It “will be contributing to the international efforts to monitor prohibited trade at sea by the Democratic People’s Republic of Korea (DPRK), which provides a major source of funding for its illegal nuclear program,” the Defense Ministry said in a statement, referring to North Korea by its official name.

“It’s about pressure. She is part of an international message that is going to North Korea and for the United Kingdom to see fit to send one of its frigates, to change its deployment from Southeast Asia, is part of that very powerful message,” Paul Casson, the British defense attache in Japan, told reporters in Tokyo.

The frigate will join policing operations in the seas around North Korea for about a month and will have the capability to board and inspect ships if called on to do so, Casson added. (quoted in Asahi Shinbun)

This represents two significant developments:

  1. The operationalization of defence cooperation agreements built between the UK and Japan over the past decade.
  2. The capacity and political will of the UK to commit the Royal Navy in a virtually continuous presence in the Asia-Pacific proves that it remains one of very few  nations with global maritime reach and influence.
HMS Argyll

HMS Argyll – type 23 Frigate


HMS Albion – an amphibious warfare ship, Albion carries troops, normally Royal Marines, and vehicles up to the size of the Challenger 2 main battle tank. She can deploy these forces using four Landing Craft Utility (LCUs) and four Landing Craft Vehicle and Personnel (LCVPs). A flight deck supports helicopter operations. Albion can function as a command ship, and was the Royal Navy flagship between December 2010 and October 2011.

HMS Sutherland

HMS Sutherland – Type 23 Frigate, first circumnavigation of the globe by a Royal Navy ship in 14 years; first ship to receive and fire the updated Seawolf air defence missile system; most rounds fired by a modified 4.5in ‘Kryten’ gun in one day (247 if you were wondering). She is also Britain’s fastest frigate, reaching more than 34 knots (39mph) during trials in 2004.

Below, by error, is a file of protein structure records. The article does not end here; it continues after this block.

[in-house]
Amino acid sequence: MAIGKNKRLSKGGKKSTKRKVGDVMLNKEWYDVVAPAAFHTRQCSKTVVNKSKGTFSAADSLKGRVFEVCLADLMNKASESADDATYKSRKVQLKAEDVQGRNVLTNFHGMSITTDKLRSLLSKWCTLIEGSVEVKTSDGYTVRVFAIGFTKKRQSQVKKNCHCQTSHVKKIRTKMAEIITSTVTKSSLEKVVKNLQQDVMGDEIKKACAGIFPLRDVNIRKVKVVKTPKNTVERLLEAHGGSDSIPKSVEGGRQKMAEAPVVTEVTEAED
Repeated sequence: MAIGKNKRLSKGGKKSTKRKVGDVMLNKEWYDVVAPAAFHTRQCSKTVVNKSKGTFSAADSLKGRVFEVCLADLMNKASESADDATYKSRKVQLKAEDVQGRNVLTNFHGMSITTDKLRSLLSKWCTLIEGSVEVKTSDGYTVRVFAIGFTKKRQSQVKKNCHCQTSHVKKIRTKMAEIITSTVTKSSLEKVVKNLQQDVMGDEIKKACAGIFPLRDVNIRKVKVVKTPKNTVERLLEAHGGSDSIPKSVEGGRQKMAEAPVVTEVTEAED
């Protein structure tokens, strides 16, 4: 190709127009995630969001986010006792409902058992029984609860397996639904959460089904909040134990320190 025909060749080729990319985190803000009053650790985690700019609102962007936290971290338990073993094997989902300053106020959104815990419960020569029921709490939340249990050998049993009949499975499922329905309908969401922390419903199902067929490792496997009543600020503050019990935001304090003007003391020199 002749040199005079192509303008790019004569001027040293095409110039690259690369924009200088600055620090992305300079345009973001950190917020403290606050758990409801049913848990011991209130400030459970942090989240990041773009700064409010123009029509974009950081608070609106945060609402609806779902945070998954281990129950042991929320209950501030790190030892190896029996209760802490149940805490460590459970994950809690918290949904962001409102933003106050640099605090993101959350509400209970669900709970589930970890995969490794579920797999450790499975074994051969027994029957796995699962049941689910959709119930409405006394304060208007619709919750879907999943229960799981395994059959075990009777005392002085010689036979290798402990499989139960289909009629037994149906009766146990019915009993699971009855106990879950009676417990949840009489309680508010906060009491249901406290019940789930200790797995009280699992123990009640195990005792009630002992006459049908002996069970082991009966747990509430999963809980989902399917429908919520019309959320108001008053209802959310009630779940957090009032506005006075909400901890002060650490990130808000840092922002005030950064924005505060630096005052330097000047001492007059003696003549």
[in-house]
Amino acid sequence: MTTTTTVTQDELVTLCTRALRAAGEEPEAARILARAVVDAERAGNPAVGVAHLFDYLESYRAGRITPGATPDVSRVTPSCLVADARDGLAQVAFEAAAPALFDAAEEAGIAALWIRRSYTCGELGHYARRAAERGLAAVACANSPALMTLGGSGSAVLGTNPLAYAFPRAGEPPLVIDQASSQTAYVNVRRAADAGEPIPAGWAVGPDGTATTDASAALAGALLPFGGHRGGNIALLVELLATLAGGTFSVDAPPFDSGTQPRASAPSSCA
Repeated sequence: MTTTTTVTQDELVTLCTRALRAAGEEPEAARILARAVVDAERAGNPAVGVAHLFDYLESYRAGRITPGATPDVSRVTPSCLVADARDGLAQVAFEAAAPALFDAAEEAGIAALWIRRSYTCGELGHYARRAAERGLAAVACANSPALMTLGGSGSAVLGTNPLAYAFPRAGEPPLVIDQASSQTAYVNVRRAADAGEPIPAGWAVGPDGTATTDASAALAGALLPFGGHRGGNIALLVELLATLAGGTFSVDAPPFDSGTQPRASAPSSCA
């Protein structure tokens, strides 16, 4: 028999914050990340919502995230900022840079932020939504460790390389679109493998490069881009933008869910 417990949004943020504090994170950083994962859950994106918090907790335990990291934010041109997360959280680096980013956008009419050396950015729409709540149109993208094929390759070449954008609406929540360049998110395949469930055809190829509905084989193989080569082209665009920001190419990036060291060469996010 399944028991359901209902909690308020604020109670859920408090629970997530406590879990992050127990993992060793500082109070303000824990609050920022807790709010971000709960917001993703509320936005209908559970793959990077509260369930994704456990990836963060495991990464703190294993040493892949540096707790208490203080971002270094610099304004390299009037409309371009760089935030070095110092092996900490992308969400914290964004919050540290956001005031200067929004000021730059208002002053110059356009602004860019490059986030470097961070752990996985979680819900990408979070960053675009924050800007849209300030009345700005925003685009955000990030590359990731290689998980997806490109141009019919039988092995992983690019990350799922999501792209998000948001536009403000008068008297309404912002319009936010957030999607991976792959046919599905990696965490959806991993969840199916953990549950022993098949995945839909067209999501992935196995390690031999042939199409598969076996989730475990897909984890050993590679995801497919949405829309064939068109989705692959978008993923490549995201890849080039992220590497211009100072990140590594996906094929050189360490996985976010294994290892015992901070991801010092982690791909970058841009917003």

What next

Submarines – or perhaps they are already there?

If you are going to have an unboroken presence in the region, why not go the extra step and have a RN vessel home-port in Japan permanently?


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Damian Flanagan on “The Extraordinary Untold Story of James Bond and Japan”

If you want to know more about Dr. Damian Flanagan, you may be interested in this link.

A Japan Times article on the same subject can be read here.

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Global Britain’s Alliance with Japan: Remember Nomonhan

Two recent publications in the East-West Center Asia Pacific Bulletin series look at how the UK and Japan might continue to develop their “alliance” in future. Reading them produces an echo of the strategic challenge both – as island nations – must historically face: trade-offs and tensions between commitments that must be made towards both  continental and oceanic security partners.
For the UK the Continent means (mostly) the EU, and there is now work to be done re-designing UK-EU security cooperation for the post-Brexit era. The Atlantic alliance has for recent generations resolved the choice of ocean and continent for the UK, but the ‘pivot’ of US attention to Asia (defined not by recent US policy initiatives, but by long term geo-economic trends in Europe as well as Asia) will dislodge NATO centrality in UK defence and security policy. British efforts to revive defence cooperation with Japan is itself part of the response to those trends.